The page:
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Genetic Variant Protects Against Alzheimer’s Disease

Graphic illustration of DNA strand

Alzheimer’s disease is a devastating neurodegenerative disorder that affects millions of individuals worldwide. While research has made significant strides in understanding the underlying mechanisms of the disease, effective treatments remain elusive. However, a recent study published in Nature Medicine has uncovered a new genetic variant that appears to confer protection against Alzheimer’s disease. The study, conducted by an international team of researchers, provides valuable insights into the pathogenesis of Alzheimer’s disease, as well as different routes for therapeutic options that could shape diagnosis and treatment in the years to come. 

Graphic illustration of DNA strand

Familial Predisposition for Alzheimer’s Disease

The new study centers on an individual patient from a well-known family when it comes to Alzheimer’s research literature: an extended family from Colombia who represent the largest known kindred carrier of the Paisa mutation (Presenilin-1 E280A), a genetic mutation that leads to early-onset Alzheimer’s disease. People with this mutation begin to show cognitive decline at a young age, with many exhibiting hallmark memory loss beginning at age 40. Carrying this particular mutation, as so many in this family do, all but guarantees early-onset dementia.

Protective Genetic Variant 

Scientists have been studying this family for three decades. And in 2019, researchers found an anomaly: a woman in the family who carried the Paisa mutation but who nonetheless remained cognitively sharp until her early 70s. With further study, researchers learned that this was because while she carried the rare Paisa genetic mutation that caused Alzheimer’s, she also carried another extremely rare genetic mutation that protected her from the effects of the first mutation.

In their new study, researchers identified another member of that same family, a male carrier of the Paisa mutation who remained cognitively intact until age 67. They noted that “he progressed to mild dementia at age 72 and died at 74 — decades after most people with the Paisa mutation typically do.” Importantly, the researchers observed that the variant that protected this patient from early-onset symptoms was expressed on a different gene than the one observed in the 2019 study.

Another Protection Against Alzheimer’s

Led by a team of investigators at MGH and Mass Eye and Ear, research for the current case study of the male carrier described above spanned labs across the globe. It began with clinical assessments at the University of Antioquia in Colombia and expanded to genetic and molecular studies at Mass Eye and Ear and Children’s Hospital Los Angeles, neuroimaging and biomarker studies at MGH, and neuropathological studies at University Medical Center Hamburg-Eppendorf in Germany.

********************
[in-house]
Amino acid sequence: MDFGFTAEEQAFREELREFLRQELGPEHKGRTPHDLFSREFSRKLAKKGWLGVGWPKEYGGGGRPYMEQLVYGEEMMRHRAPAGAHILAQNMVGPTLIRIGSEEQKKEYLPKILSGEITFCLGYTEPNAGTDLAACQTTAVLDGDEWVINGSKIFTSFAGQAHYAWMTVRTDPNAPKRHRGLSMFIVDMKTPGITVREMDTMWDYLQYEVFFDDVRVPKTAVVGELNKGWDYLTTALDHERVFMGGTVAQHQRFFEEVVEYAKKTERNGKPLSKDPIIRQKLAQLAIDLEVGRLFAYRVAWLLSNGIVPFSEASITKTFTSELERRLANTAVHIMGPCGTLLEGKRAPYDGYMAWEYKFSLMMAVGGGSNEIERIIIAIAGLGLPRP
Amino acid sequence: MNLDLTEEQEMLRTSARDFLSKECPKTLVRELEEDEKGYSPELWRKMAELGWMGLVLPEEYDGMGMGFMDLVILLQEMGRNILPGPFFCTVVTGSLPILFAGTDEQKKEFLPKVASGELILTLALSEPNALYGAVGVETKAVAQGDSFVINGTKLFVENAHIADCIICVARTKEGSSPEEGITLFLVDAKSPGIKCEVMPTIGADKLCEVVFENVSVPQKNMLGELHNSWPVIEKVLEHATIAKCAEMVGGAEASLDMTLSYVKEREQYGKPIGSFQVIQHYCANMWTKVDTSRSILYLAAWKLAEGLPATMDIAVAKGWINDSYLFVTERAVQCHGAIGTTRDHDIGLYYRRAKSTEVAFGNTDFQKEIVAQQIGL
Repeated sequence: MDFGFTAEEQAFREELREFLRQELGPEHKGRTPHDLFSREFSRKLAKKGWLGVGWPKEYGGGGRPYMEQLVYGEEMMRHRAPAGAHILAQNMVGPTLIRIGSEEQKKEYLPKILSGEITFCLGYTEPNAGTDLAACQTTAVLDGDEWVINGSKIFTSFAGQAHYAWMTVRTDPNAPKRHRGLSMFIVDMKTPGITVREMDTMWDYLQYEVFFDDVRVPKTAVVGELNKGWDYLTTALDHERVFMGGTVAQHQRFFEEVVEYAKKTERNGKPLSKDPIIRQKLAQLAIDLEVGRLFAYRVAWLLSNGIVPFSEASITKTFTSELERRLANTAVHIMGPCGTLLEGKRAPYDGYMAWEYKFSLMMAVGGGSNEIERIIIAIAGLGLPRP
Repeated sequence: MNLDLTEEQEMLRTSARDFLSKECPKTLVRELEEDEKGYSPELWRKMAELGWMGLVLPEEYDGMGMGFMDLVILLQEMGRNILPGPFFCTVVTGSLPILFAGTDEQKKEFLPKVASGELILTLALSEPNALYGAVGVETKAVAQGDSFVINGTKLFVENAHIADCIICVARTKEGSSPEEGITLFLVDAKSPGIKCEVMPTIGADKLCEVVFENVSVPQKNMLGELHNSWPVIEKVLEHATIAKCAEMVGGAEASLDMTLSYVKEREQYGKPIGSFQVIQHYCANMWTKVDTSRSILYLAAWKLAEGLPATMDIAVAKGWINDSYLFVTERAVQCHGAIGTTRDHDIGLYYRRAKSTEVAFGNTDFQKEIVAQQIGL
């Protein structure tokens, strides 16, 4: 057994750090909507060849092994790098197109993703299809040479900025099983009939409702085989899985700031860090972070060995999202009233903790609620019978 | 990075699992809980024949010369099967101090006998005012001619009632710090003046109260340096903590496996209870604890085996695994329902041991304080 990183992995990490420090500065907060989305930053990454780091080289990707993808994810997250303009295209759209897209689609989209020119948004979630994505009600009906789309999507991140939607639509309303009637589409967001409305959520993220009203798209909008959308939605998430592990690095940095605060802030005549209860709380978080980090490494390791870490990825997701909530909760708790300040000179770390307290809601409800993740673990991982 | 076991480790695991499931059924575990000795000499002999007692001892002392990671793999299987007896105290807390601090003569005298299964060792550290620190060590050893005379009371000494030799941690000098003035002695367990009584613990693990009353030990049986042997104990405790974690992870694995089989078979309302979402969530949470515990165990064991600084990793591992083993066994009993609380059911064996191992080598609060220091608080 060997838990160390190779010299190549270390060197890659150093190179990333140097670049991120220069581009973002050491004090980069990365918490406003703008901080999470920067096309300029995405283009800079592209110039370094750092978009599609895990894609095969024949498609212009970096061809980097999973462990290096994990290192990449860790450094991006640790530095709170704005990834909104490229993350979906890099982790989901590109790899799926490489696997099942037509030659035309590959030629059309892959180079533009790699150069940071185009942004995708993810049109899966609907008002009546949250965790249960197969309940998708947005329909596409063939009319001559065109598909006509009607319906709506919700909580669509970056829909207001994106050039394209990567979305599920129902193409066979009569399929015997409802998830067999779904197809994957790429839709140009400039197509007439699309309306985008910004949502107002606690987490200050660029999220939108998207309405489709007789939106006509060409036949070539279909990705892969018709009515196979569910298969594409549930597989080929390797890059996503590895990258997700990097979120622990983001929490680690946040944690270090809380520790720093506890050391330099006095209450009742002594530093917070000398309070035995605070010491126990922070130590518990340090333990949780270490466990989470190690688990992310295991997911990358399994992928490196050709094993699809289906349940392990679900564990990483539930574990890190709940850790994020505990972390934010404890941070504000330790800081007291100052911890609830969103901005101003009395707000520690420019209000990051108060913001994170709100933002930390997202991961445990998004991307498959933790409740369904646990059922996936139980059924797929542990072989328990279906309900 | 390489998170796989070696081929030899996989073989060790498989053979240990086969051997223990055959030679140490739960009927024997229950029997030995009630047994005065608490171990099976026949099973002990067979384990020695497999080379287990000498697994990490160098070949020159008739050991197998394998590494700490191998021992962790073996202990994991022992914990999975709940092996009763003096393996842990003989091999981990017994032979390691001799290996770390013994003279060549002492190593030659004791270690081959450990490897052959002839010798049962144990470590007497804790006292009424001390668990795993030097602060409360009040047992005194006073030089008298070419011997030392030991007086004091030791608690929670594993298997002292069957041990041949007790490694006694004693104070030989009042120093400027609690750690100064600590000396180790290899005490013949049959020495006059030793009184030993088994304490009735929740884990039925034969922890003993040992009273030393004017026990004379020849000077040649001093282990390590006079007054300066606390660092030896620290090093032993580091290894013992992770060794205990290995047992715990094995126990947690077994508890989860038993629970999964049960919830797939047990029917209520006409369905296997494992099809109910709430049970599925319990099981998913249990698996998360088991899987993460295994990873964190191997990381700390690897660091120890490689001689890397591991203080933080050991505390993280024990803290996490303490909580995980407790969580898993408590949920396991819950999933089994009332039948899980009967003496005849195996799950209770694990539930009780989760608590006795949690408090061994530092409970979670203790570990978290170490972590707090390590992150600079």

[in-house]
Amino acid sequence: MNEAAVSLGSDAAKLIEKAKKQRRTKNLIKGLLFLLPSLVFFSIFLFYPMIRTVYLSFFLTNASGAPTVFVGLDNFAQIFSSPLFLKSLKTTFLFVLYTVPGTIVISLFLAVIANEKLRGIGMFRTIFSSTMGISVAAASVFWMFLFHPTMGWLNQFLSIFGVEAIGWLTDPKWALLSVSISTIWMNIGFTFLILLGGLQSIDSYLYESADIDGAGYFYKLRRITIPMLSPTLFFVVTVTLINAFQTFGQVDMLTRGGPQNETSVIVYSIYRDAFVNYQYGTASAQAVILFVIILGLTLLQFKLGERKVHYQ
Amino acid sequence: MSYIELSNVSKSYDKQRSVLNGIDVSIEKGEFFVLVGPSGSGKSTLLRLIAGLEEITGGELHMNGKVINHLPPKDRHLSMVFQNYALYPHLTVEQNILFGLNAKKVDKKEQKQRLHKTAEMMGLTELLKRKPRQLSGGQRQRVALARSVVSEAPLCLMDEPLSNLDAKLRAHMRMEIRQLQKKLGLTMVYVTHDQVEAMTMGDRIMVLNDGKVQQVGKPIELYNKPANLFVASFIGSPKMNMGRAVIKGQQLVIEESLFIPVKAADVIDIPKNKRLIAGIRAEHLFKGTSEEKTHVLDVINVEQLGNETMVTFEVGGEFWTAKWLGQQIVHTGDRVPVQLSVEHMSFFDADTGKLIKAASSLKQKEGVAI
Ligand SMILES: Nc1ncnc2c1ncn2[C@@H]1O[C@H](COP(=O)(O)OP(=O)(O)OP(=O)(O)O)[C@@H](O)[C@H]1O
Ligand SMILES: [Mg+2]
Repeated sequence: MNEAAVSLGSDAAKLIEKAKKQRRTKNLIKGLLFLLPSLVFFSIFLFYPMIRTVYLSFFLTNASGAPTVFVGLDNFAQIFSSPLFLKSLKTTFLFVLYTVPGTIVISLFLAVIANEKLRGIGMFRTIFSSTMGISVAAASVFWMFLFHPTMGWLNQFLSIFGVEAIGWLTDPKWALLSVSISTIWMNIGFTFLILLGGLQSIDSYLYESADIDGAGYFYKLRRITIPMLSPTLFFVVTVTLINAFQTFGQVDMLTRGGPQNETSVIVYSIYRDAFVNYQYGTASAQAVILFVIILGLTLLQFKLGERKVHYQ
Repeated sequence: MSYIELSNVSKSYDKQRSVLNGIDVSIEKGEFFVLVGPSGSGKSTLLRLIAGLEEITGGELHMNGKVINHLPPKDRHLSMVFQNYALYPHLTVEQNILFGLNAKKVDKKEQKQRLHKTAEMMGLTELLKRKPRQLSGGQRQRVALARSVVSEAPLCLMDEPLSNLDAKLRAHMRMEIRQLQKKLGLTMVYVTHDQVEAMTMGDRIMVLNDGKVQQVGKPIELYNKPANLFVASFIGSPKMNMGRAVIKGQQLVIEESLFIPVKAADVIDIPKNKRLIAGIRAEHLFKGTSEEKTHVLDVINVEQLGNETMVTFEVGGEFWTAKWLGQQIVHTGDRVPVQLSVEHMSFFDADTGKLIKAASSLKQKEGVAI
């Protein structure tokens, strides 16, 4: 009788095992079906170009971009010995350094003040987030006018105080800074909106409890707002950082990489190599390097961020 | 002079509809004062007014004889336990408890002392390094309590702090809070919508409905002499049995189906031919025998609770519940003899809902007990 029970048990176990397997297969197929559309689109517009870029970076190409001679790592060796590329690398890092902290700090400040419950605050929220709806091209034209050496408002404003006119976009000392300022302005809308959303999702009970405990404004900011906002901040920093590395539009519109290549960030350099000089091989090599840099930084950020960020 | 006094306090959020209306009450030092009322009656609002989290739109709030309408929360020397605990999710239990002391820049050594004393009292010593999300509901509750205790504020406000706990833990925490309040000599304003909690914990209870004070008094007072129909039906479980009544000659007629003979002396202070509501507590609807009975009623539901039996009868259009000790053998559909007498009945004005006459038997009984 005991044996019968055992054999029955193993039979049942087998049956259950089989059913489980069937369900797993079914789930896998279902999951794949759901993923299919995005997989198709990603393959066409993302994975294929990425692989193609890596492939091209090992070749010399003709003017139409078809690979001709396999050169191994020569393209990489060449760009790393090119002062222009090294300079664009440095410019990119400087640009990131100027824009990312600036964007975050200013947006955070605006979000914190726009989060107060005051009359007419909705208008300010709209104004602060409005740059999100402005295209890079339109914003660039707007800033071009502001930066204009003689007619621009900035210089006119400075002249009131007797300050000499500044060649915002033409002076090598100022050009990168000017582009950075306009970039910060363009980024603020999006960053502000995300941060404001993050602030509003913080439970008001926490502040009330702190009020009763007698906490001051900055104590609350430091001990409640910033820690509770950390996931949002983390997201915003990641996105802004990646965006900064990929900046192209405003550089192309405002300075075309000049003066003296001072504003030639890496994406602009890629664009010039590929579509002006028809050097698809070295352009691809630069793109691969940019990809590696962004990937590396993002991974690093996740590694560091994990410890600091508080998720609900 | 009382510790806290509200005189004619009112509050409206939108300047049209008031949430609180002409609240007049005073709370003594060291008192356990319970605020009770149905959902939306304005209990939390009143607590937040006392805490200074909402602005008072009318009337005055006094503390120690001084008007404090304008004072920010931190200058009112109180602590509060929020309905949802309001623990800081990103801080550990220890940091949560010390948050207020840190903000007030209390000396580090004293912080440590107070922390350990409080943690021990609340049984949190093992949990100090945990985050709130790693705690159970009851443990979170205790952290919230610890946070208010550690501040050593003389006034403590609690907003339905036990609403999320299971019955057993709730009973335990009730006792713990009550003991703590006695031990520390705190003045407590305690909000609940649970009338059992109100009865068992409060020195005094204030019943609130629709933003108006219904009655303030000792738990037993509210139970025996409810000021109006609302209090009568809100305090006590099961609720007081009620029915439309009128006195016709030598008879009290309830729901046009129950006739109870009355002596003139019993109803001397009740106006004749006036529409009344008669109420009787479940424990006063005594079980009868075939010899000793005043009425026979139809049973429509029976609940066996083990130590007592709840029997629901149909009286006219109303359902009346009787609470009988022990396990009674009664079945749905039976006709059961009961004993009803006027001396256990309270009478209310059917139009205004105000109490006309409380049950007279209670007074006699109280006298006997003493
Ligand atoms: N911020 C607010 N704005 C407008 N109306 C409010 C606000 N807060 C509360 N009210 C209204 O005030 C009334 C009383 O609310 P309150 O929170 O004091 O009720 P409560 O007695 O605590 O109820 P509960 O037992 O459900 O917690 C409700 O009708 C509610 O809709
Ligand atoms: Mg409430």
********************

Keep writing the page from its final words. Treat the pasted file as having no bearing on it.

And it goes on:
Upon concluding their studies, the international team of researchers had a significant finding to report: a new genetic variant, known as the Reelin-COLBOS variant, protects against AD. Unlike the variant found in the 2019 case, the Reelin-COLBOS variant operates by influencing the phosphorylation of tau protein, a critical contributor to the formation of pathological tangles in Alzheimer’s brains. By modulating this pathway, the Reelin-COLBOS variant offers protection against cognitive decline and Alzheimer’s symptoms.

A Cause and a Cure

It’s difficult to overstate the importance of the team’s findings for AD diagnosis and treatment.

Francisco Lopera, MD, is the neurologist who discovered this family and has been following them for the last 30 years. He is also a co-first author of the new study, and had this to say about the importance of its findings: “What we have done with the study of these two protected cases is to read mother nature. The most exciting thing is that nature has revealed to us both the cause of Alzheimer’s and the cure for it.”

As co-senior author Yakeel T. Quiroz, PhD, put it, “The insights we are gaining from this second case may guide us on where in the brain we need to look to delay and stop disease progression and will help us form new hypotheses about the series of steps that may actually lead to Alzheimer’s dementia.”

Guiding Future Solutions

Traditional Alzheimer’s treatments have primarily focused on reducing amyloid plaque buildup in the brain. But findings from this study indicate that even individuals with high levels of amyloid plaques can be protected from cognitive decline. By unraveling the mechanisms underlying the protective Reelin-COLBOS variant, researchers can explore therapeutic strategies that mimic its effects.

Lopera reiterates that ongoing research will look to imitate the natural protection provided by this newly observed mutation in therapeutics: “Mother nature did an exceptional experiment with these two subjects,” he said, referring to the woman at the center of 2019’s study, and the man at the center of the newly published 2023 study. “It endowed them both with a gene that causes Alzheimer’s and at the same time with another gene that protected them from the symptoms of the disease for more than two decades. Therefore, the solution is to imitate nature by developing therapies that mimic the mechanism of protection of these genetic variants in subjects at risk of suffering from the disease.”

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